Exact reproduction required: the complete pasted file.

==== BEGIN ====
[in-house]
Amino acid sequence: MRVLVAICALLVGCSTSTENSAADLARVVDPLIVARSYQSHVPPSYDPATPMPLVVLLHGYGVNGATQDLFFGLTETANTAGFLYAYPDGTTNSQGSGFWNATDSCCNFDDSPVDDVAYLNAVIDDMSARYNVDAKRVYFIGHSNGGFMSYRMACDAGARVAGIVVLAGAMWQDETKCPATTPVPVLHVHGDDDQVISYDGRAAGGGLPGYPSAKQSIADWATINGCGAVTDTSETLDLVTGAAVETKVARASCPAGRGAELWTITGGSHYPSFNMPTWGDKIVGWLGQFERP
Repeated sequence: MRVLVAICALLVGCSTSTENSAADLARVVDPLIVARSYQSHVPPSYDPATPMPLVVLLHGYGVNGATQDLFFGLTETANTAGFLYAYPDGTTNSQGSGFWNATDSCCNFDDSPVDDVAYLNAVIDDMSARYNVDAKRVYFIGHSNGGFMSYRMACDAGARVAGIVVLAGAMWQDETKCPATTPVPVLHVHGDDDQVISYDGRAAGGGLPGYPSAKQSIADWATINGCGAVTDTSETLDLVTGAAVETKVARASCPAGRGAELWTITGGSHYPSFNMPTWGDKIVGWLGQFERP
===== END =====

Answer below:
[in-house]
Amino acid sequence: MRVLVAICALLVGCSTSTENSAADLARVVDPLIVARSYQSHVPPSYDPATPMPLVVLLHGYGVNGATQDLFFGLTETANTAGFLYAYPDGTTNSQGSGFWNATDSCCNFDDSPVDDVAYLNAVIDDMSARYNVDAKRVYFIGHSNGGFMSYRMACDAGARVAGIVVLAGAMWQDETKCPATTPVPVLHVHGDDDQVISYDGRAAGGGLPGYPSAKQSIADWATINGCGAVTDTSETLDLVTGAAVETKVARASCPAGRGAELWTITGGSHYPSFNMPTWGDKIVGWLGQFERP
Repeated sequence: MRVLVAICALLVGCSTSTENSAADLARVVDPLIVARSYQSHVPPSYDPATPMPLVVLLHGYGVNGATQDLFFGLTETANTAGFLYAYPDGTTNSQGSGFWNATDSCCNFDDSPVDDVAYLNAVIDDMSARYNVDAKRVYFIGHSNGGFMSYRMACDAGARVAGIVVLAGAMWQDETKCPATTPVPVLHVHGDDDQVISYDGRAAGGGLPGYPSAKQSIADWATINGCGAVTDTSETLDLVTGAAVETKVARASCPAGRGAELWTITGGSHYPSFNMPTWGDKIVGWLGQFERP